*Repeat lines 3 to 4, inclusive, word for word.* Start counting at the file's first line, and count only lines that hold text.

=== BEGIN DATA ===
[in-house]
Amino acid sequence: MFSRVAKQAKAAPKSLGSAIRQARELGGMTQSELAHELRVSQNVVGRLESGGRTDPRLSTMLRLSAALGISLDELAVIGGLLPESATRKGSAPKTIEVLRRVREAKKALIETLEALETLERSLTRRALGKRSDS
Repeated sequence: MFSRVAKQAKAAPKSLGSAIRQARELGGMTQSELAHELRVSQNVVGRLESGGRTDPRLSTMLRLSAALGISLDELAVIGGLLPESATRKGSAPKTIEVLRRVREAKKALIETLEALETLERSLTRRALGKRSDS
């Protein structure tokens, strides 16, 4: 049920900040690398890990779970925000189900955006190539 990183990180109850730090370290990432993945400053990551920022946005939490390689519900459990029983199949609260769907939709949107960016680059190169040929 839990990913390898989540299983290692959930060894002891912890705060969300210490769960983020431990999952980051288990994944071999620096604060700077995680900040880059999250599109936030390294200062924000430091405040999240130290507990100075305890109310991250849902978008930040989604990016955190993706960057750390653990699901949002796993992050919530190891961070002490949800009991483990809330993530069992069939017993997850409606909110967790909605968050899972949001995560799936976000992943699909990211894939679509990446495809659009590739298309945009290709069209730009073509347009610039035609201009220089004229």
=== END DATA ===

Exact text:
Repeated sequence: MFSRVAKQAKAAPKSLGSAIRQARELGGMTQSELAHELRVSQNVVGRLESGGRTDPRLSTMLRLSAALGISLDELAVIGGLLPESATRKGSAPKTIEVLRRVREAKKALIETLEALETLERSLTRRALGKRSDS
């Protein structure tokens, strides 16, 4: 049920900040690398890990779970925000189900955006190539 990183990180109850730090370290990432993945400053990551920022946005939490390689519900459990029983199949609260769907939709949107960016680059190169040929 839990990913390898989540299983290692959930060894002891912890705060969300210490769960983020431990999952980051288990994944071999620096604060700077995680900040880059999250599109936030390294200062924000430091405040999240130290507990100075305890109310991250849902978008930040989604990016955190993706960057750390653990699901949002796993992050919530190891961070002490949800009991483990809330993530069992069939017993997850409606909110967790909605968050899972949001995560799936976000992943699909990211894939679509990446495809659009590739298309945009290709069209730009073509347009610039035609201009220089004229």